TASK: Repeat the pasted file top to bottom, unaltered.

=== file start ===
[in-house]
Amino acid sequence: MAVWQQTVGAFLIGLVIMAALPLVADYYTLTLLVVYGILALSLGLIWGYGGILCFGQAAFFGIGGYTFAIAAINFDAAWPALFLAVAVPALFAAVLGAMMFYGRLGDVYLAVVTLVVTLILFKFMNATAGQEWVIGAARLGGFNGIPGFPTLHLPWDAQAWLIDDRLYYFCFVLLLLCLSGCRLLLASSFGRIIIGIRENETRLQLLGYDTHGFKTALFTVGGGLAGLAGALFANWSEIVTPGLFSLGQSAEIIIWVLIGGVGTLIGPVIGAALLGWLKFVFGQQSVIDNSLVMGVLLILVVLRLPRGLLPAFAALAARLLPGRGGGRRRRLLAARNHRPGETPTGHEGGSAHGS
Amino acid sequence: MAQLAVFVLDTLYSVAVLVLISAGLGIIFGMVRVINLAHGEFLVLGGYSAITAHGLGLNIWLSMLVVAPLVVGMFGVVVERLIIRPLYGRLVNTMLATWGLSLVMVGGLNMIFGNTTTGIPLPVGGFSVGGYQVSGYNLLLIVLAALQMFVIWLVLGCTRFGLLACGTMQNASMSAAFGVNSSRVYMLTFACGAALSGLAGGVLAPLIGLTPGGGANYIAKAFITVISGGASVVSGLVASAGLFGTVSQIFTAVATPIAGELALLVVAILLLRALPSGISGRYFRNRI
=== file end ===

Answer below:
[in-house]
Amino acid sequence: MAVWQQTVGAFLIGLVIMAALPLVADYYTLTLLVVYGILALSLGLIWGYGGILCFGQAAFFGIGGYTFAIAAINFDAAWPALFLAVAVPALFAAVLGAMMFYGRLGDVYLAVVTLVVTLILFKFMNATAGQEWVIGAARLGGFNGIPGFPTLHLPWDAQAWLIDDRLYYFCFVLLLLCLSGCRLLLASSFGRIIIGIRENETRLQLLGYDTHGFKTALFTVGGGLAGLAGALFANWSEIVTPGLFSLGQSAEIIIWVLIGGVGTLIGPVIGAALLGWLKFVFGQQSVIDNSLVMGVLLILVVLRLPRGLLPAFAALAARLLPGRGGGRRRRLLAARNHRPGETPTGHEGGSAHGS
Amino acid sequence: MAQLAVFVLDTLYSVAVLVLISAGLGIIFGMVRVINLAHGEFLVLGGYSAITAHGLGLNIWLSMLVVAPLVVGMFGVVVERLIIRPLYGRLVNTMLATWGLSLVMVGGLNMIFGNTTTGIPLPVGGFSVGGYQVSGYNLLLIVLAALQMFVIWLVLGCTRFGLLACGTMQNASMSAAFGVNSSRVYMLTFACGAALSGLAGGVLAPLIGLTPGGGANYIAKAFITVISGGASVVSGLVASAGLFGTVSQIFTAVATPIAGELALLVVAILLLRALPSGISGRYFRNRI